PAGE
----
Follow
Share
This question has been closed for answers. Ask a New Question.
Thanks Guestshopadmin, I saw that Medicare page and got hung up trying to figure out if "short-term" had a specific maximum duration. MIL was suppose to come home today, but last night started experiencing discomfort and difficulty breathing. They upped the pain medication dosage, and is now qualified (I assume because she is receiving "treatment") to stay longer at in-patient hospice.
Helpful Answer (1)
Report

Remember, hospice doesn't pay for room and board. If MIL was admitted to an inpatient facility and you were NOT being charged anything, she was probably admitted under respite benefit. A hospice company is paid a flat rate for care provided under the hospice benefit by Medicare per period. So in-house hospice service stays in facility AT NO OR MINIMAL COST to the patient are LIMITED by both provider and Medicare. In my experience, this is hospice personnel that think a person has less than a week and they are trying to spare family an event at home...
Here is a medicare document that discusses benefit.
medicare.gov/Pubs/pdf/02154-Medicare-Hospice-Benefits.PDF
On page 9 it specifically states about Medicare Hospice
■ Room and board. Medicare doesn’t cover room and
board. However, if the hospice team determines that you
need short-term inpatient or respite care services that they
arrange, Medicare will cover your stay in the facility. You
may have to pay a small copayment for the respite stay.
Definition of Respite care—Temporary care provided in a nursing home, hospice inpatient facility, or hospital so that a family member or friend who is the patient’s caregiver can rest or take some time off.
Discussion of length of respite care defined by Medicare:
If your usual caregiver (like a family member) needs rest, you can get inpatient respite care in a Medicare-approved facility (like a hospice inpatient facility, hospital, or nursing home). Your hospice provider will arrange this for you. You can stay up to 5 days each time you get respite care. You can get respite care more than once, but only on an occasional basis.
Helpful Answer (0)
Report

Thank you all for your answers and advice. Wife is not in a state of shock as we knew over a year ago things were going to go bad eventually. In fact, wife and MIL are both in good spirits considering the situation. I don't think the in-patient hospice was short of beds, and even if they were, I don't see that as their reason for their wanting to discharge a patient (I do understand that if it were a hospital). MIL will be returning home in about a day, where we will continue the home hospice care that she was receiving before her trip to the ER.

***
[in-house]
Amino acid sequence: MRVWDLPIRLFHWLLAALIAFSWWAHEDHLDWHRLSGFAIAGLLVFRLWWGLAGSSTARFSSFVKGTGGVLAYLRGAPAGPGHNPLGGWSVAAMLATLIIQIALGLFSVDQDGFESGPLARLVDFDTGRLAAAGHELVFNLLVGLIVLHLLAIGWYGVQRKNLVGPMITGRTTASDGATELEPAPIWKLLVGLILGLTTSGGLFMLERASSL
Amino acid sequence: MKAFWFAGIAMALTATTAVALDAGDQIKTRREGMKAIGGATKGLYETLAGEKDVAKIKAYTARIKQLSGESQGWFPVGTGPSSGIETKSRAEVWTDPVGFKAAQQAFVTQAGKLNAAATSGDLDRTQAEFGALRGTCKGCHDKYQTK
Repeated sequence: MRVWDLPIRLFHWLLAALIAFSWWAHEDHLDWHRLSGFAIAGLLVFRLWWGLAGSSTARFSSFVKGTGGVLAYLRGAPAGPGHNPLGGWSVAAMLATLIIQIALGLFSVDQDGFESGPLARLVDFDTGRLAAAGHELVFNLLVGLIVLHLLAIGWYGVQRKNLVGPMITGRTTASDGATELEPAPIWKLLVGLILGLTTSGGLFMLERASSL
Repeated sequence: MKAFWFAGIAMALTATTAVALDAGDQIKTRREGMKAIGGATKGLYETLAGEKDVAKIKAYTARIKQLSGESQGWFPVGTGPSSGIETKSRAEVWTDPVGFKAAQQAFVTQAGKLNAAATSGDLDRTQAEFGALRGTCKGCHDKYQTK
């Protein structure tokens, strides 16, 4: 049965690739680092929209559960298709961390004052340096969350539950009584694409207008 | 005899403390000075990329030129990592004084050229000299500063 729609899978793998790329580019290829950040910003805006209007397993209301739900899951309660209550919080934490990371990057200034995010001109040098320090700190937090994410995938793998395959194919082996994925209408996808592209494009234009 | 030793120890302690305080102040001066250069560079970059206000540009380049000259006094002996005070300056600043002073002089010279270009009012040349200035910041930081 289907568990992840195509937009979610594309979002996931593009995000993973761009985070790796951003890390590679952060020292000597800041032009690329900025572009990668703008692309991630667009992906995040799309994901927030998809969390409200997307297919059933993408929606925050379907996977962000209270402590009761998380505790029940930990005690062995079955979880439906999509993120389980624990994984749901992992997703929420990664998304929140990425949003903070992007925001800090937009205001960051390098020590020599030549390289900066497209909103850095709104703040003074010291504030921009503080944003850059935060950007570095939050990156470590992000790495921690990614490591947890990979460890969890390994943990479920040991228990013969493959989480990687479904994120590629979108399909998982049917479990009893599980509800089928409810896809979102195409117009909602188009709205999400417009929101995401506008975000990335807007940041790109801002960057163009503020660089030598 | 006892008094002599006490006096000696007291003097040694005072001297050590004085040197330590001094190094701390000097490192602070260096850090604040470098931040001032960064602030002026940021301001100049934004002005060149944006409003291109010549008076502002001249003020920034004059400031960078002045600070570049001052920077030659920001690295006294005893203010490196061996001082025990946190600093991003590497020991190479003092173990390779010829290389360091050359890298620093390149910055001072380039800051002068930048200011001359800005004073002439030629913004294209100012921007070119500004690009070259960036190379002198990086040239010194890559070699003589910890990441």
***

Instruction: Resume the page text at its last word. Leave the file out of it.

Helpful Answer (1)
Report

I don't know why MIL no longer qualifies for inpatient Hospice under Medicare. I think I would check with medicare about that. It is possible that Hospice beds are so limited that need the space and are using Medicare as an excuse.
let hospice guide you in the equipment etc that they will provide. Don't refuse anything offered because you might need it later. Try and line up extra help so you and your wife don't get exhausted by all this.
Helpful Answer (0)
Report

Because hospitals in general are not nice places to be; because there will be other patients yet to be stabilised who need the beds more; and because there is nothing that can be done for your MIL in hospital that cannot be done equally well at her home.

Is your wife in a state of shock over this? If so, perhaps the best thing you can do to help is support her in discussions with the discharge team and tackle practical tasks like telephone calls or equipment delivery or getting in supplies?

Is there any reason why your MIL's home should not be the right place for her to be? Is there anything wrong with it? Keep talking to the discharge planning team, they won't send her anywhere that isn't safe.
Helpful Answer (0)
Report

after a trip to the ER, my mother-in-law was transferred to an in-patient hospice facility (late stage lung cancer). After about four days there, the nurse and social worker told my wife that she no longer qualifies for (Medicare funded) in-patient hospice care (no outward discomfort, no labored breathing) and that she would need to leave in 2 to 3 days. I checked the Medicare web page and they state that they cover short-term in-patient hospice care, but I couldn't determine what is considered short-term. So here I'm thinking she only has a few days left (according to the ER doctor), but since they've done a good job making her comfortable (mainly through drugs), why are they trying to send her home (albeit with home hospice care). Thanks.
Helpful Answer (1)
Report

Can you elaborate on your question. Here are some observations that may (or may not) help you. When my Mom had hospice help in a memory care place, she was diagnosed with MRSA. Facility could not keep her, but the hospice org brought her to in-patient hospice care. She was there for almost 3 weeks until she was considered MRSA-FREE. She went back to the facility continuing on hospice care. Six weeks later I noticed a SIGNIFICANT change and called the hospice team to come and evaluate. They determined she was near the end and offered to help her in the memory care place or at their in-patient center. I opted for the in-patient location. She passed 4 days later.
Helpful Answer (1)
Report

This question has been closed for answers. Ask a New Question.